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Riding back to Helsinki, the visitors talk. Rami Hannonen, a Finnish marketing analyst who has done the interpreting, is agitated, unsatisfied at this first meeting with his nation's foremost celebrity. "He seems to have hit the right balance," he says. "To run in faraway cities and still have the life he grew to love. But to not wish to go beyond that, to not be interested in anything else...I couldn't live like that."
Hannonen seems struck, too, by Viren's lassitude. "It doesn't seem to matter what he talks about, he never gets excited. You see no evidence of force of character."
"Well, we know that is there," the other visitor replies. "Might he not be simply a man perfectly suited for running, without great ambition or talent otherwise?"
"Yes," says Hannonen. "But I don't believe that ambition is ever cured by success."
The Virens have been massively exploited by Finland's women's magazines. Almost monthly they smile from the covers of slick, superficial rags, P�ivi with the face of a thousand windblown Nordic wives pressed to the shoulder of her rugged, scraggly-bearded husband. Inside, there are more pictures of them jogging or gardening or wrinkling noses at each other. Connect the dots on the pencil page and there is Lasse again. But the text of these pieces is oddly abusive. "A clown who fell down and who got up and became famous," reads one, remarking on Viren's fall early in the Munich 10,000, where he bounded back to his feet and defeated Emiel Puttemans of Belgium in the world record time of 27:38.4.
Viren seems to cooperate in these unfunny jokes, giving the reporters the type of answer they want. Asked his secret, he replies, "The milk of a cow in heat." The result is that, like the rest of the world, few Finns have a clear idea of the nature of the man. A Finnish reporter, Juha Numminen, attempted to profile Viren for a newsmagazine. Afterward he lamented Viren's refusal to discuss politics or philosophies. "It was my worst story," he said.
Fishermen tramp the frozen Helsinki harbor, a white plain stretching away to low islands that in summer curve like whales' backs into the calm Baltic. In August the air from the forest carries a fragrance like sawdust and cream. Now it is cutting, sterile, rushing across the Arctic space. Finns seem to come to their land on its own terms, rejoicing in its sweep and hardness. "Winter," one hears time and again, "is when everything is so clean."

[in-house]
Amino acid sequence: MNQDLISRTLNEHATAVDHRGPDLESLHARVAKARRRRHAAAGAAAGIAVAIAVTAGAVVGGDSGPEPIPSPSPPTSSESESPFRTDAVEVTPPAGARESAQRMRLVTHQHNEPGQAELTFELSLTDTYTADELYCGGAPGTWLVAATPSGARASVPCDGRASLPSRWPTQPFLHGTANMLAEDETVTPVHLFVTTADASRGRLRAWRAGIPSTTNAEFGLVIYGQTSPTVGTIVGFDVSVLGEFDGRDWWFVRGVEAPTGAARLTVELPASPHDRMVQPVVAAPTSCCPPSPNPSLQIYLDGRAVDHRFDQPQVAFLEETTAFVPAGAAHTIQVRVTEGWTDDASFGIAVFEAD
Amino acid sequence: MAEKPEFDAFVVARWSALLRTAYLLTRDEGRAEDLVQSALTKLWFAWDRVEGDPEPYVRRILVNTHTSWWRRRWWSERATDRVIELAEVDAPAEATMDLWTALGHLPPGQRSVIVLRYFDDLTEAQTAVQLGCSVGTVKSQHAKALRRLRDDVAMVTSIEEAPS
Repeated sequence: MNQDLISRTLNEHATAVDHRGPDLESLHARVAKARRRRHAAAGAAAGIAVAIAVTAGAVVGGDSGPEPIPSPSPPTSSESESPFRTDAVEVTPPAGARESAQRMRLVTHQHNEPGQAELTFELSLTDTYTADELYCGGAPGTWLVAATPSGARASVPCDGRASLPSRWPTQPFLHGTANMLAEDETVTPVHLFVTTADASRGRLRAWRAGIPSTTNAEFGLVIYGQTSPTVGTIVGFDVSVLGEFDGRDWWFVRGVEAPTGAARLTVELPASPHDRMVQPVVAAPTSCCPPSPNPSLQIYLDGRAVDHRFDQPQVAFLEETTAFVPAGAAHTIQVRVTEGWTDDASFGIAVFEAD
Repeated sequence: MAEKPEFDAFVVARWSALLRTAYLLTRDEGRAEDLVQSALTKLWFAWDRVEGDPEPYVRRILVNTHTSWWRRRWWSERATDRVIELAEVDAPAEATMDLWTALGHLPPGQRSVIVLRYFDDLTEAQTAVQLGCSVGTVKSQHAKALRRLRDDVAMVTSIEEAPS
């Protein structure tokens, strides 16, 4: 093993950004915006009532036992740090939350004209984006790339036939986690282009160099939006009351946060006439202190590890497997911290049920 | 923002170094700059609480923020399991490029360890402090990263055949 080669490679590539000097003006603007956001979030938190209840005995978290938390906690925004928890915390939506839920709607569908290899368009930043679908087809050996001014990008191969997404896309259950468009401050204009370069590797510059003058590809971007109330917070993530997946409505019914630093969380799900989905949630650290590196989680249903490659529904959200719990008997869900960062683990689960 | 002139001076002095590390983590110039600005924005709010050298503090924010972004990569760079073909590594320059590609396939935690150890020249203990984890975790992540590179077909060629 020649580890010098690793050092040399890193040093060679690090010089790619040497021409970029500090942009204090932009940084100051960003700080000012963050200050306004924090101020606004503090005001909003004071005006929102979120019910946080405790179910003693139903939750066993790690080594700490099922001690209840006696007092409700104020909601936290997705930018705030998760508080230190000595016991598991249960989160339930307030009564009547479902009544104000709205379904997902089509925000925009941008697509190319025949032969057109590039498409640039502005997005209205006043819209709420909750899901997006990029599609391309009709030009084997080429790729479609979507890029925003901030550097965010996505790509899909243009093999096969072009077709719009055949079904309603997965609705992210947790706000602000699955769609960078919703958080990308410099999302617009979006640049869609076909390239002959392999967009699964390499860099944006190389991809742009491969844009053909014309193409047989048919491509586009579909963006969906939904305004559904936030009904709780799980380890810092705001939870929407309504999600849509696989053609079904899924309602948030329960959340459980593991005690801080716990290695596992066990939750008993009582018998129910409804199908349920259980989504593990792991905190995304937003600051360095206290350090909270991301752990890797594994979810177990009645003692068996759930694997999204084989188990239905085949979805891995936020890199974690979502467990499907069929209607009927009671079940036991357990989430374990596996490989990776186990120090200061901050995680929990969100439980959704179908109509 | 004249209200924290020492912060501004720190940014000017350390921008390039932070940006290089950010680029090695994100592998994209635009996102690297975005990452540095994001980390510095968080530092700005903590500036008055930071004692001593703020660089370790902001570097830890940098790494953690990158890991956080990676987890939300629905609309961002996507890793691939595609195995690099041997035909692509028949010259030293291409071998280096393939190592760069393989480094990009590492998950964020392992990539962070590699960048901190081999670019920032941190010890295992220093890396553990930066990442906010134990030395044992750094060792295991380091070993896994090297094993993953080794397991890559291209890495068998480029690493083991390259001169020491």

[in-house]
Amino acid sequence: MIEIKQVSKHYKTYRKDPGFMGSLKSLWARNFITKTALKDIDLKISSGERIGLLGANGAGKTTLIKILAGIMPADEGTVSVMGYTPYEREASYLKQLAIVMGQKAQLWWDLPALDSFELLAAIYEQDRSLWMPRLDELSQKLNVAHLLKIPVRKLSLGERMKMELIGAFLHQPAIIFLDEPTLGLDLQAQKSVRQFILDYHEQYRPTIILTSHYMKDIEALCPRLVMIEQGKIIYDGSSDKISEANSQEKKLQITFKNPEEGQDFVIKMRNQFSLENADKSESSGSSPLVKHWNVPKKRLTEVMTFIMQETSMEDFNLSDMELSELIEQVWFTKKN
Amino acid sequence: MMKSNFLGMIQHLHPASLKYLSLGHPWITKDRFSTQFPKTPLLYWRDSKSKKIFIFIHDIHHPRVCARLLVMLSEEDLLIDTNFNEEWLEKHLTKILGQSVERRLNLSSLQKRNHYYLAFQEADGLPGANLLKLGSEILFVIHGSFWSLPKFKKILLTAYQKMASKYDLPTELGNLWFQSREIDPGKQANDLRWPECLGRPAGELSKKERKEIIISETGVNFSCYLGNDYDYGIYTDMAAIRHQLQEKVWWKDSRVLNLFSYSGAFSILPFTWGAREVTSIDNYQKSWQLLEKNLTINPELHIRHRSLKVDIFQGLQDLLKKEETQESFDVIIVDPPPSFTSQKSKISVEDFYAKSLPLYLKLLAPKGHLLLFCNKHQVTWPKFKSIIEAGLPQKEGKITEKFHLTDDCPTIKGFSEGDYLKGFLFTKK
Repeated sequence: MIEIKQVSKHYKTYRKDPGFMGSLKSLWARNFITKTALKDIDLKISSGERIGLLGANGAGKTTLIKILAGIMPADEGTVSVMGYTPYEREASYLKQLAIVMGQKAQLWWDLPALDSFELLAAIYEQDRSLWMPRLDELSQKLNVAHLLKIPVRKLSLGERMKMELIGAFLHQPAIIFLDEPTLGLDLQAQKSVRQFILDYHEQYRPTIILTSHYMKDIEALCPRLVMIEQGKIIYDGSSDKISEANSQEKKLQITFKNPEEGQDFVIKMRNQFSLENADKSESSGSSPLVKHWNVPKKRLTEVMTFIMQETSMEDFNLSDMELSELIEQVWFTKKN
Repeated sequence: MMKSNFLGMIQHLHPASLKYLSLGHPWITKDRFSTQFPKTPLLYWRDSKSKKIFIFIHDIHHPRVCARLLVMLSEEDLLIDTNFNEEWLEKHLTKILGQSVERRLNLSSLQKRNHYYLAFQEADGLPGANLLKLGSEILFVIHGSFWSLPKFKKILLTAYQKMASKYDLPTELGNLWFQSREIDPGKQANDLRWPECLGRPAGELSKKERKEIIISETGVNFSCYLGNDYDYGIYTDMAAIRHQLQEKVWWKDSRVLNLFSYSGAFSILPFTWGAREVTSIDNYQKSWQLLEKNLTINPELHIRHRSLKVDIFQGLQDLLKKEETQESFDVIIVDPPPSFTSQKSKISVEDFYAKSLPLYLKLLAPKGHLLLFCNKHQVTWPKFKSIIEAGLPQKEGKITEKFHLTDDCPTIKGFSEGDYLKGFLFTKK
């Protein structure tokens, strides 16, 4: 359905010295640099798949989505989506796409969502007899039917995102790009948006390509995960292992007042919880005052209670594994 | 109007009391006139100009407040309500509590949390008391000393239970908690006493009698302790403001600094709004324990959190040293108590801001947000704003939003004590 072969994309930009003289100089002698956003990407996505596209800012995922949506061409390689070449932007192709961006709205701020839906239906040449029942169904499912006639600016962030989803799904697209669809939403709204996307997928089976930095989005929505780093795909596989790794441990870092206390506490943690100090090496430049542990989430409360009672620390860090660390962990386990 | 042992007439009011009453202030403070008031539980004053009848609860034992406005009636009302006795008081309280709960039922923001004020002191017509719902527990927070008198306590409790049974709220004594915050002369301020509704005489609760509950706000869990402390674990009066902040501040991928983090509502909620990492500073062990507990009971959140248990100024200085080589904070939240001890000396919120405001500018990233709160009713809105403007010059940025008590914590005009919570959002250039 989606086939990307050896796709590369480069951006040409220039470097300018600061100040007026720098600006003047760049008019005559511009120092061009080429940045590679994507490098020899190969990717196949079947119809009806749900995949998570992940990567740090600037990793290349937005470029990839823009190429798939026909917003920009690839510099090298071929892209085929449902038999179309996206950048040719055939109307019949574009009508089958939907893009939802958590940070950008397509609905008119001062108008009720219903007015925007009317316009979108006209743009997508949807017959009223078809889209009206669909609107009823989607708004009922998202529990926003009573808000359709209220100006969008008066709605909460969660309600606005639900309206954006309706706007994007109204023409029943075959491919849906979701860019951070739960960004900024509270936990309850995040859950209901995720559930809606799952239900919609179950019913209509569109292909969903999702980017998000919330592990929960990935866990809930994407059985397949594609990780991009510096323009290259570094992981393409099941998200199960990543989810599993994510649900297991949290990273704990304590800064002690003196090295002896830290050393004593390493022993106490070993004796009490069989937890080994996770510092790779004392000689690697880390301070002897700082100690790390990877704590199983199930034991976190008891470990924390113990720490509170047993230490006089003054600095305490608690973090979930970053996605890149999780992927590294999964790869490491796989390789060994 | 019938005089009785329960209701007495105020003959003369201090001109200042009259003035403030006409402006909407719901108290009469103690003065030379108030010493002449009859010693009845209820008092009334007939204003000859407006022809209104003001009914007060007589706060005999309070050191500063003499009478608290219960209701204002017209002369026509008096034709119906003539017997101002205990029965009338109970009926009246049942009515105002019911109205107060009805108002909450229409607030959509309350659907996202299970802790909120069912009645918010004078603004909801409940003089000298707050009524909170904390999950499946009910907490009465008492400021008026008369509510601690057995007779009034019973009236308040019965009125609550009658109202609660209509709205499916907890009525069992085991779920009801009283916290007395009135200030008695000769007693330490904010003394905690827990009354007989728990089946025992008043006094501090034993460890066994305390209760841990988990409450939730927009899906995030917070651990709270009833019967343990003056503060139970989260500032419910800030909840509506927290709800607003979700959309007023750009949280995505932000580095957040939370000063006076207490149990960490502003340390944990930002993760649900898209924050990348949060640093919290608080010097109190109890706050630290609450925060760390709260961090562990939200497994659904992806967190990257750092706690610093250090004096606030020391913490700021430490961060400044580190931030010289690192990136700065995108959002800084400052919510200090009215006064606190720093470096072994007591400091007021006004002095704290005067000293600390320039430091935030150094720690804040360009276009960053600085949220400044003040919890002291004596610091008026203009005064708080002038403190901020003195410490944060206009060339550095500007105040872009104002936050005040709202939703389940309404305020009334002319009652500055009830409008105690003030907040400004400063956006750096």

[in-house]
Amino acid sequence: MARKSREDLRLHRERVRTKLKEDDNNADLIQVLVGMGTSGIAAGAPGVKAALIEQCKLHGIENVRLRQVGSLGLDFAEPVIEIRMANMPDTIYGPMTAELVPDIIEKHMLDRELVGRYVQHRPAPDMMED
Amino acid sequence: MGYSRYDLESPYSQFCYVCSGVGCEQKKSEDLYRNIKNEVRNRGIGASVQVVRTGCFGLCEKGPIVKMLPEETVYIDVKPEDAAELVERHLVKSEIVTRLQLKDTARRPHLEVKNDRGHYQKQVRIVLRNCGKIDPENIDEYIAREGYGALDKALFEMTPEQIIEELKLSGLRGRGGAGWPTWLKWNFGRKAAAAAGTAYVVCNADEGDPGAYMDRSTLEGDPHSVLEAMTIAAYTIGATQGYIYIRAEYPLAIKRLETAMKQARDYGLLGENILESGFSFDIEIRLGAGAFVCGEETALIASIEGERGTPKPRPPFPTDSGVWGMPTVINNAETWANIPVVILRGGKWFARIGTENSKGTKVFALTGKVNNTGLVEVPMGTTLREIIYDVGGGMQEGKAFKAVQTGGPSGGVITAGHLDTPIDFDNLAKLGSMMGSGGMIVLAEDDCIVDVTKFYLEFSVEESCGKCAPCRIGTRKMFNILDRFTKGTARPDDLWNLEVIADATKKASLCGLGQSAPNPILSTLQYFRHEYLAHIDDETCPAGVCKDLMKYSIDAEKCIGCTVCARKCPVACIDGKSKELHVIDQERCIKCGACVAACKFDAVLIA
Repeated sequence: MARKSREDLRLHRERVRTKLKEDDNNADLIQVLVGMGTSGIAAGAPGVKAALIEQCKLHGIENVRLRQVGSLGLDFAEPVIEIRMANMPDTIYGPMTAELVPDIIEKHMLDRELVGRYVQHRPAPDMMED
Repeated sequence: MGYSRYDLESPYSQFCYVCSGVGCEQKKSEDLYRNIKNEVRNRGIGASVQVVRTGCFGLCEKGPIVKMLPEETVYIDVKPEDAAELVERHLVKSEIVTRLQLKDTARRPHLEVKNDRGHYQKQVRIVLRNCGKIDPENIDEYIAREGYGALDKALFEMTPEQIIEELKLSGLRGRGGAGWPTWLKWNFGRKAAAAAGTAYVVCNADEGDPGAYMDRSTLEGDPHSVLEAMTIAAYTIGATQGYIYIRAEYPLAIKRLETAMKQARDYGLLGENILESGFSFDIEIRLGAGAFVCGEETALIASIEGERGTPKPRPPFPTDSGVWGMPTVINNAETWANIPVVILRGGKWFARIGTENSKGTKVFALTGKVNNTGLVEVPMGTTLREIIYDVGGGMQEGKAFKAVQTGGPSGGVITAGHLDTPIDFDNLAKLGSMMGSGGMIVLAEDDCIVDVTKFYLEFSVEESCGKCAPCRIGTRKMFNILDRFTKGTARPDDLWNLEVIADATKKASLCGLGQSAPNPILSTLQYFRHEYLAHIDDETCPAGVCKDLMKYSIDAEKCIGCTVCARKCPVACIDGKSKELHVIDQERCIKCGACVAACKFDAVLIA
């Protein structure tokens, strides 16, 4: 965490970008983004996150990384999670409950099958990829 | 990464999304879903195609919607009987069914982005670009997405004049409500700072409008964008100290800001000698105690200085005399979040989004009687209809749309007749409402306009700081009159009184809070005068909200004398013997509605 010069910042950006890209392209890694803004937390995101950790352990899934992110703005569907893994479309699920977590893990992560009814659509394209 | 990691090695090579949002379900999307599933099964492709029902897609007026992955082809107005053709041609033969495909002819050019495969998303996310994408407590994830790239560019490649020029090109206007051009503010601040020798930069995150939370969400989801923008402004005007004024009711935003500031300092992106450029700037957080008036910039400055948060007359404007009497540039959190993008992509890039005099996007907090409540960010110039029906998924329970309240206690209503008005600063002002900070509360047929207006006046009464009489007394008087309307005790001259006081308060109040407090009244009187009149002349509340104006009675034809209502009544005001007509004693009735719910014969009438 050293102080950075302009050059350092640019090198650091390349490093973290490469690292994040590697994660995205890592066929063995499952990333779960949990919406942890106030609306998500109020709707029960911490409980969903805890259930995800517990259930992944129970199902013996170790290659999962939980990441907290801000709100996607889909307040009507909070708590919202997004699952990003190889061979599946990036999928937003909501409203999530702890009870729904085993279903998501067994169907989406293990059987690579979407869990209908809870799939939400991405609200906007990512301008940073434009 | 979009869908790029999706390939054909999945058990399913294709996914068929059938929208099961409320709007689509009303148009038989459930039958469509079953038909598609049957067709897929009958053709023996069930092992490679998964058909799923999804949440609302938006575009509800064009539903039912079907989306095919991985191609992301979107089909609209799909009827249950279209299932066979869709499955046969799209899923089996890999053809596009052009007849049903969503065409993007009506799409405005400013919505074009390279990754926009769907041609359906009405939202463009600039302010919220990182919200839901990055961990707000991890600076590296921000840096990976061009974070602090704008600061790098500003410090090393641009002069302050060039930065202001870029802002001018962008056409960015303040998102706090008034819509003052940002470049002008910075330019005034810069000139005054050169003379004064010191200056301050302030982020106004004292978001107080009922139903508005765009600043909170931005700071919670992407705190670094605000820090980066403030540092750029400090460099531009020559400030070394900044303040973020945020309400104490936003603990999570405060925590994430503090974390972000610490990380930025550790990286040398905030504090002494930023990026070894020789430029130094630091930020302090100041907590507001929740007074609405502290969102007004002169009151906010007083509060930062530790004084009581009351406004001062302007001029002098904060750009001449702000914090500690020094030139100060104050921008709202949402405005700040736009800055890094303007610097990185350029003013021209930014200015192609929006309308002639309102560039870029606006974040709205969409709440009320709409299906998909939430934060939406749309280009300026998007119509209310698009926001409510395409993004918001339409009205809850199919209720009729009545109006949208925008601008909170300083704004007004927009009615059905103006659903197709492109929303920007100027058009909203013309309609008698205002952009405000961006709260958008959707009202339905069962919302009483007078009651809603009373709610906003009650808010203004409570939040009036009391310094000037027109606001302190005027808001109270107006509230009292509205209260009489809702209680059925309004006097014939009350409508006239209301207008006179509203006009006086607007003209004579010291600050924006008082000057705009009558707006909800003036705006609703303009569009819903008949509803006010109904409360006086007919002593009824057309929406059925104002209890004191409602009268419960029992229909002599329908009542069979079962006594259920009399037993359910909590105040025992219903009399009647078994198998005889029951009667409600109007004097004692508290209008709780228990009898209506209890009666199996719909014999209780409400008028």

Only the cluttered language seems out of character with such people. Its 14 cases and absence of prepositions confound the listener. Nothing ever seems to sound the same. But the effect is to bind these people to this land, the only one where they are understood. The experience of being a Finn is far more precise than that of being an American or Russian. The colors of Finland's flag are well chosen, the blue and white, sky and snow, water and birch, the blue eyes and the luminous Nordic complexion. Both Lasse and P�ivi Viren have those eyes, a polished granite blue. These are not eyes you fall into; they are hard places, with a deflecting gloss. They have weight. It sometimes seems it must be hard to hold up a head with such eyes. "Eyes," Evelyn Waugh wrote, "pale blue, blank and mad."
There is madness in the spring, a sloppy, dirty time when more snow melts than falls, but still it falls. Helsinki sees its first crocus in May. This is the suicide season, and Finland's rate is one of the highest in the world. "It's when a few things are beginning to bloom and grow," says Hannonen. "The animals are finding each other, birds arrive, and yet the winter-wearied people are so drained, so tired. The contrast is too much for some." Finnish runners, the best and most promising of them, spend a winter month in the Canary Islands or Kenya or Brazil, but seldom run well at indoor events or spring cross-country races. They peak late in the summer, and if Lasse Viren has been good at it in selected summers it is because his whole life has been lived that way. He is a Finn.
Viren began training in earnest in 1969, when he was 19. For his coach he sought out Rolf Haikkola, also of Myrskyl�. Haikkola was influenced by New Zealand's Arthur Lydiard, whom he got to come to Finland to advise runners and coaches. " Lydiard's ideas of how to bring runners to the best shape at the right time seemed ideal for us with our long winter and short racing season," says Haikkola, who is now executive director of the Finnish Amateur Athletic Association. He is a large man with horn-rimmed glasses and fine, receding hair. In 1954 he ran 5,000 meters in 14:14, which was 10th best in the world that year. Now, in a business suit and polka-dot tie, he sits in Helsinki's Hotel Torni restaurant, where the menu lists snow grouse with cranberry puree and noisettes of reindeer baked in crust. Haikkola speaks in clear, carefully built sentences, and as the evening wears on and empty cognac snifters collect before him, he becomes more voluble.